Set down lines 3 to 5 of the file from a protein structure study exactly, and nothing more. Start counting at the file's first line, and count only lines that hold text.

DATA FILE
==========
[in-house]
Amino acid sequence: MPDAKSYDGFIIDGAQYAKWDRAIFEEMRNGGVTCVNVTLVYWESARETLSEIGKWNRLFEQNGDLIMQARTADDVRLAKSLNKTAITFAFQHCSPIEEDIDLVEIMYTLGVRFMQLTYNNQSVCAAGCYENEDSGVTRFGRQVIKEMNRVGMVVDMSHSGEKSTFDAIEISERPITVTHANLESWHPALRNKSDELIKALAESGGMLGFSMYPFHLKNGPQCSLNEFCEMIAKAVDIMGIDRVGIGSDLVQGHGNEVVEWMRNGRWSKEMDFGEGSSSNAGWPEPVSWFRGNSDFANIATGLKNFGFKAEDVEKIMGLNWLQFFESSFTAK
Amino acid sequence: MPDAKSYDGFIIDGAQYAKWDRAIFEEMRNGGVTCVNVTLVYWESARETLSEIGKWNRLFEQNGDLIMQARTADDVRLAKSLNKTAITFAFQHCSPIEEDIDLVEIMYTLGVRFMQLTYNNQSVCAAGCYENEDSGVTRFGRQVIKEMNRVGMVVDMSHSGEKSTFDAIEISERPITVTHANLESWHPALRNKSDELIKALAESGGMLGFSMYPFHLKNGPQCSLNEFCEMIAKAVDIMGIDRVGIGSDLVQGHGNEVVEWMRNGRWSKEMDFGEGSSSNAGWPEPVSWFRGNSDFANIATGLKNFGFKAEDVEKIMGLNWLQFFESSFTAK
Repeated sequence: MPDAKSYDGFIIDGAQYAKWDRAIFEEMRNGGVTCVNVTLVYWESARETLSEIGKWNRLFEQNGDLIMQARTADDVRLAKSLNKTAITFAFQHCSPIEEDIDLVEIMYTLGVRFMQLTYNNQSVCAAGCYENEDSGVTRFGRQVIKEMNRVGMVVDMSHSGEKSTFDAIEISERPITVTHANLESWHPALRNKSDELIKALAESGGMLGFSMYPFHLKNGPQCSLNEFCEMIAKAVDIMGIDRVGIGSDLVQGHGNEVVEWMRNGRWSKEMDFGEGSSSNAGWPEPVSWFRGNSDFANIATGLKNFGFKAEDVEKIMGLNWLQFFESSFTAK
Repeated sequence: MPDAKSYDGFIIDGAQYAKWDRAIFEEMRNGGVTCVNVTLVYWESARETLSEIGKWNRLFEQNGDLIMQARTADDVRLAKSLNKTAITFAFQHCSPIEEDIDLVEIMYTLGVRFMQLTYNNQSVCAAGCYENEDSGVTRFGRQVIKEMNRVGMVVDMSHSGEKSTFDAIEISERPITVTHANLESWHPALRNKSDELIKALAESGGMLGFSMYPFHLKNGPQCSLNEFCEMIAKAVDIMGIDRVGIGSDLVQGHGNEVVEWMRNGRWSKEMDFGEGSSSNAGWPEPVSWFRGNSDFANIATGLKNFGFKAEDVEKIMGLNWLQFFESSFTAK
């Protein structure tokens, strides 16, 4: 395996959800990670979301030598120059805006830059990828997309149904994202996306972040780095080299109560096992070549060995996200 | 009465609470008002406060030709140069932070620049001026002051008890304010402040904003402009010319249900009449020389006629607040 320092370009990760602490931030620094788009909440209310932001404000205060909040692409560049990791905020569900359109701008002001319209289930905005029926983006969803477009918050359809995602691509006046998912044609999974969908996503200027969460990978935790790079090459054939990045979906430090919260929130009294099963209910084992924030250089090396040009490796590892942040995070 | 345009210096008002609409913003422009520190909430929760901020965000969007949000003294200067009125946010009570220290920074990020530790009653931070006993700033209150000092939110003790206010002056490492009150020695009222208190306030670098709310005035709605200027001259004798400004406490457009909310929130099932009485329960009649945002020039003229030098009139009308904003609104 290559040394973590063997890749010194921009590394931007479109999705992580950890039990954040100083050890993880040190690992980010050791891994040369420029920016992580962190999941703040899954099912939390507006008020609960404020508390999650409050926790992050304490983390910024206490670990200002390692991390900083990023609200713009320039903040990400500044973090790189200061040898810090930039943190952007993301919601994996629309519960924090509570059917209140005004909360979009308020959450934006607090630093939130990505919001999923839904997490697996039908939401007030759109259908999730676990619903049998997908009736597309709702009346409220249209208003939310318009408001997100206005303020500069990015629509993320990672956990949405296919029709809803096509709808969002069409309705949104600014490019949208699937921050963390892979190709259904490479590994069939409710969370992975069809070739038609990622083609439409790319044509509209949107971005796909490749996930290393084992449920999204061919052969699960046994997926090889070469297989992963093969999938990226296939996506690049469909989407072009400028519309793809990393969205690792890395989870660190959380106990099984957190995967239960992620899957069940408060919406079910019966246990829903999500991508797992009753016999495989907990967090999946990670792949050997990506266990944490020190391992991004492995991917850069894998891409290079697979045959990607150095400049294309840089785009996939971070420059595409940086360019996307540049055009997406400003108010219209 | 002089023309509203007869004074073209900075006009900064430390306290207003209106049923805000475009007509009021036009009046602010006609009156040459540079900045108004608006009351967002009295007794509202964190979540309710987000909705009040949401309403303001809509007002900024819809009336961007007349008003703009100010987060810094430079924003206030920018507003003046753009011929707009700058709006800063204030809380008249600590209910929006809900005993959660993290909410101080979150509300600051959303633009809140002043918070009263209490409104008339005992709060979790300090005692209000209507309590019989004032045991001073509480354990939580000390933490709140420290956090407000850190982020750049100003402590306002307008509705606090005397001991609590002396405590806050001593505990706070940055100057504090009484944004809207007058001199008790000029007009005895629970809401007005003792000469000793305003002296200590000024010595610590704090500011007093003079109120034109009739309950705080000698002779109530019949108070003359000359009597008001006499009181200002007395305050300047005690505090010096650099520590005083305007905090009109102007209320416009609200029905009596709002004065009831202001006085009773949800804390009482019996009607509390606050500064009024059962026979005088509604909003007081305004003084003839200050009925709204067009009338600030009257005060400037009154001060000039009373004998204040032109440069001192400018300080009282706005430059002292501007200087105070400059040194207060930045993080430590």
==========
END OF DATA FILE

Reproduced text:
Amino acid sequence: MPDAKSYDGFIIDGAQYAKWDRAIFEEMRNGGVTCVNVTLVYWESARETLSEIGKWNRLFEQNGDLIMQARTADDVRLAKSLNKTAITFAFQHCSPIEEDIDLVEIMYTLGVRFMQLTYNNQSVCAAGCYENEDSGVTRFGRQVIKEMNRVGMVVDMSHSGEKSTFDAIEISERPITVTHANLESWHPALRNKSDELIKALAESGGMLGFSMYPFHLKNGPQCSLNEFCEMIAKAVDIMGIDRVGIGSDLVQGHGNEVVEWMRNGRWSKEMDFGEGSSSNAGWPEPVSWFRGNSDFANIATGLKNFGFKAEDVEKIMGLNWLQFFESSFTAK
Repeated sequence: MPDAKSYDGFIIDGAQYAKWDRAIFEEMRNGGVTCVNVTLVYWESARETLSEIGKWNRLFEQNGDLIMQARTADDVRLAKSLNKTAITFAFQHCSPIEEDIDLVEIMYTLGVRFMQLTYNNQSVCAAGCYENEDSGVTRFGRQVIKEMNRVGMVVDMSHSGEKSTFDAIEISERPITVTHANLESWHPALRNKSDELIKALAESGGMLGFSMYPFHLKNGPQCSLNEFCEMIAKAVDIMGIDRVGIGSDLVQGHGNEVVEWMRNGRWSKEMDFGEGSSSNAGWPEPVSWFRGNSDFANIATGLKNFGFKAEDVEKIMGLNWLQFFESSFTAK
Repeated sequence: MPDAKSYDGFIIDGAQYAKWDRAIFEEMRNGGVTCVNVTLVYWESARETLSEIGKWNRLFEQNGDLIMQARTADDVRLAKSLNKTAITFAFQHCSPIEEDIDLVEIMYTLGVRFMQLTYNNQSVCAAGCYENEDSGVTRFGRQVIKEMNRVGMVVDMSHSGEKSTFDAIEISERPITVTHANLESWHPALRNKSDELIKALAESGGMLGFSMYPFHLKNGPQCSLNEFCEMIAKAVDIMGIDRVGIGSDLVQGHGNEVVEWMRNGRWSKEMDFGEGSSSNAGWPEPVSWFRGNSDFANIATGLKNFGFKAEDVEKIMGLNWLQFFESSFTAK